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Planting Sweet Potatoes After Their Eyes Are Out

Native to the tropics, sweet potatoes (Ipomoea batatas) need four months of warm weather to produce their sweet orange, or in some cases, yellow or white tubers. Hardy only in U.S. Department of Agriculture plant hardiness zones 9 through 11, they are treated elsewhere as warm-season annuals from slips that you can buy or grow yourself. If growing your own, plan on starting them indoors at least eight weeks before the last spring frost date for your area. An average-sized sweet potato can yield up to 12 new plants from sprouts that grow from the eyes.

  1. Sprouting Basics

    • Like white potatoes, sweet potatoes develop eyes along their mature tubers that must be sprouted before being planted. But growing your own sweet potatoes requires more than simply cutting an eye off the tuber or planting the whole tuber, as it must develop a vascular system before it's planted into the ground. If planted whole, once the eyes have sprouted, a sweet potato tuber will rot in the soil before the sprouts, or slips, have time to send down roots and become fully established.

    Sprouting Method

    • Before sprouting your sweet potatoes, cure them for a day or two by placing them, uncovered, in an area with a temperature of 80 to 85 degrees Fahrenheit. This promotes the growth of a second skin that creates a barrier against moisture and impurities. Place the cured tubers in buckets of sand, sawdust or a combination of peat moss and potting soil, and keep the medium damp but not saturated. Place the pots in a bright spot at a minimum temperature of 75 to 80 F. An alternate method of sprouting sweet potatoes is to place them containers filled halfway up the tubers with water. Replenish the water as needed, and change it completely every few days or whenever it becomes cloudy.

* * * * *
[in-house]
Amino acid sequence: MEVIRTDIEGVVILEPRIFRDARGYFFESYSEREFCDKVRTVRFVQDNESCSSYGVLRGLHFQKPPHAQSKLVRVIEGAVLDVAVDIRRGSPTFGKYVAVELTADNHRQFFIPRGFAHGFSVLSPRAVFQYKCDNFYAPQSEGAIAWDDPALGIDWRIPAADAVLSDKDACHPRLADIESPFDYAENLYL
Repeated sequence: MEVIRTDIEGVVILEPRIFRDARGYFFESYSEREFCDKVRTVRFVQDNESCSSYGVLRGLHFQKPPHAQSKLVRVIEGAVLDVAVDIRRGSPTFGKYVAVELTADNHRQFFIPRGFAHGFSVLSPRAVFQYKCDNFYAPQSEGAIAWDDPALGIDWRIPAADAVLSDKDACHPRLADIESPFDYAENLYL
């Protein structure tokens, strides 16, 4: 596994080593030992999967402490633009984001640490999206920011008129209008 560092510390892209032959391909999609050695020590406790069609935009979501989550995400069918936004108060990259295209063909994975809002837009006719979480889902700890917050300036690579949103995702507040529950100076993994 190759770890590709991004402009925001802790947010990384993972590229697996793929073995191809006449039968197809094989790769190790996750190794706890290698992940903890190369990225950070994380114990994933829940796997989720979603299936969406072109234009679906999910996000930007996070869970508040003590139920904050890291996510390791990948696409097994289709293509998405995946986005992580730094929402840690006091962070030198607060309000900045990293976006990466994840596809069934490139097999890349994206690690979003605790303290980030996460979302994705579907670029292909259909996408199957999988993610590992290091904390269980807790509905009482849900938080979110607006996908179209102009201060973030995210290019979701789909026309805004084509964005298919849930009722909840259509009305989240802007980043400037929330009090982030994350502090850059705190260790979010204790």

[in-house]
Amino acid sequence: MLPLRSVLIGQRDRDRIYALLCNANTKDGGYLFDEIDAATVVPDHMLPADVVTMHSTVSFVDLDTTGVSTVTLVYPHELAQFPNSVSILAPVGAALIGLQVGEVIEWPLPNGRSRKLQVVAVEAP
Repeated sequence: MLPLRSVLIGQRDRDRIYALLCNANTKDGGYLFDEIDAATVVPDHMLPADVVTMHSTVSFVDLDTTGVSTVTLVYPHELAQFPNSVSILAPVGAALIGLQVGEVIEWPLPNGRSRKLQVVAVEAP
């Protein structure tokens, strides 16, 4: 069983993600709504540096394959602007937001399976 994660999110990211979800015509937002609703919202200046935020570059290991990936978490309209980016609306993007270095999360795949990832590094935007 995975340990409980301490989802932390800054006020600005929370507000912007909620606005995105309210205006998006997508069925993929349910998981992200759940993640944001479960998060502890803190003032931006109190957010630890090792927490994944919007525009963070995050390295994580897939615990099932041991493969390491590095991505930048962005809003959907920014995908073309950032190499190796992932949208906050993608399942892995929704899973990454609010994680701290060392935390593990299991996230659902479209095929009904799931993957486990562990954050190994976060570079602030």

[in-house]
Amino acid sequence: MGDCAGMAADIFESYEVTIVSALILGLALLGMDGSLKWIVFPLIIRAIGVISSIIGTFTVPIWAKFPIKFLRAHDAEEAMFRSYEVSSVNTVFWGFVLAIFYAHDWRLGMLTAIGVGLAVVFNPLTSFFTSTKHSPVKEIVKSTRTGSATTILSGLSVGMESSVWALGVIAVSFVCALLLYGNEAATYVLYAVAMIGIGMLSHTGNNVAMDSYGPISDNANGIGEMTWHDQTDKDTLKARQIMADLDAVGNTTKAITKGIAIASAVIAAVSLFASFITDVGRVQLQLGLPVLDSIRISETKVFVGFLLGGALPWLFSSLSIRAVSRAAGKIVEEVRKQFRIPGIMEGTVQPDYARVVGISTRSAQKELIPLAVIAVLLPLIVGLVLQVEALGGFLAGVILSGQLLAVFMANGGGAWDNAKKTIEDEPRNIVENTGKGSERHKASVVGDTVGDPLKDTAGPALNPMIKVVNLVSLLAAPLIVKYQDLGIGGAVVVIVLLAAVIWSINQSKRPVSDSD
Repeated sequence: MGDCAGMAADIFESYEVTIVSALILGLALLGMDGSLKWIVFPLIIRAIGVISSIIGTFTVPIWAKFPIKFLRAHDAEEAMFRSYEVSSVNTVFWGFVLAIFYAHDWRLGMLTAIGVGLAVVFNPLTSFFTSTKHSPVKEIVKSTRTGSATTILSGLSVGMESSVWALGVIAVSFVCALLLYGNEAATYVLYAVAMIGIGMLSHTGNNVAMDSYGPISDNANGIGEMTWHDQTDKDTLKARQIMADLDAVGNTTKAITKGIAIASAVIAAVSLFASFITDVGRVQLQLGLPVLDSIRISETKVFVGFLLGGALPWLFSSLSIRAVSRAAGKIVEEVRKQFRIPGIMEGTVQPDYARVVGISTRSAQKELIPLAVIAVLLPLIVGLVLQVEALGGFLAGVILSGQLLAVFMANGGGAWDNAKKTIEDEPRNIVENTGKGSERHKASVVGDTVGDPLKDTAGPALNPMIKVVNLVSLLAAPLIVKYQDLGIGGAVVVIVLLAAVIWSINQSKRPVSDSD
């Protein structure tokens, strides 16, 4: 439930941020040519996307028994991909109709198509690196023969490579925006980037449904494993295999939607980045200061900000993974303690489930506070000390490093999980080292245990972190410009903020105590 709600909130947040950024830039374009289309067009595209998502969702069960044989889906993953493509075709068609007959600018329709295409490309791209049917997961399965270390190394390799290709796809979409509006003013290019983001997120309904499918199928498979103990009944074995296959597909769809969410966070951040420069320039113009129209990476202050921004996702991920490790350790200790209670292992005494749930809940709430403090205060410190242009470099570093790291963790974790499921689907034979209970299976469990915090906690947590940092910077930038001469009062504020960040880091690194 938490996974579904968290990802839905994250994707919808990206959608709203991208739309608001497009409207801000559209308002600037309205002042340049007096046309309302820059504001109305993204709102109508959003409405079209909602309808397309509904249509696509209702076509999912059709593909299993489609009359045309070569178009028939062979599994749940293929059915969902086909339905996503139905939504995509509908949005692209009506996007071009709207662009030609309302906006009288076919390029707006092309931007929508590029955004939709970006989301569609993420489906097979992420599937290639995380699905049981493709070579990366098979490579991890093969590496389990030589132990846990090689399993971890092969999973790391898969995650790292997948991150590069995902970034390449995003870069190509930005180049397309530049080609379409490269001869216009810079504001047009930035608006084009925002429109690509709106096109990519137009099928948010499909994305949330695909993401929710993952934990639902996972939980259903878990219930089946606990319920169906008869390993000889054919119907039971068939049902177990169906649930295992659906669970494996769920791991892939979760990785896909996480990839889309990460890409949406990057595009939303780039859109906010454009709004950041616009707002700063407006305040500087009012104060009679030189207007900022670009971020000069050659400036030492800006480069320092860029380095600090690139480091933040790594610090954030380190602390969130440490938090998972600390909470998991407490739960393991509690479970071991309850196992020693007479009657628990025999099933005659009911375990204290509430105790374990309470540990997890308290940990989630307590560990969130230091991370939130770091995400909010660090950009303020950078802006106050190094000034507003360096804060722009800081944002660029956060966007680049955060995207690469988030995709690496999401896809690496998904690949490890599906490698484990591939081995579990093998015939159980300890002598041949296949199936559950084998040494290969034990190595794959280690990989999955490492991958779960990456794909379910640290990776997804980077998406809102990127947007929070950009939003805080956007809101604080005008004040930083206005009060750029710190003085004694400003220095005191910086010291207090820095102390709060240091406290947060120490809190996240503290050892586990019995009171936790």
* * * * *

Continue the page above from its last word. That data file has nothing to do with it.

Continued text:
What to Look For

    • New sweet potato sprouts appear as pale greenish-white shoots. When the new slips have grown to about 8 or 9 inches and bear several leaves, it's time to separate them from the parent tuber. Cut the slips off, leaving them attached to a small piece of skin, and place them immediately into fresh soil or in jars of water. Place them in the soil up to just below the leaves, or in water up to that point. Once roots appear, the slips can be safely transferred to the garden once the soil has warmed to at least 60 F. You can also let the slips keep growing in the pots or jars if you're not ready to plant them outside right away.

    The Planting Process

    • Select a well-draining spot that receives full sun all day. Dig the garden bed down to 6 to 12 inches, and enrich the soil with lots of organic matter in the form of mature compost or aged animal manure. Loose, stone-free soil allows the tubers to develop without deformities. For each slip, dig a hole deep enough to allow you to plant it up to just below the leaves, and bring the soil lightly around the stem. Space the slips about 12 to 18 inches apart, and as they develop, bring more soil up around them. Water at planting time and whenever the soil appears dry 1 inch below the surface.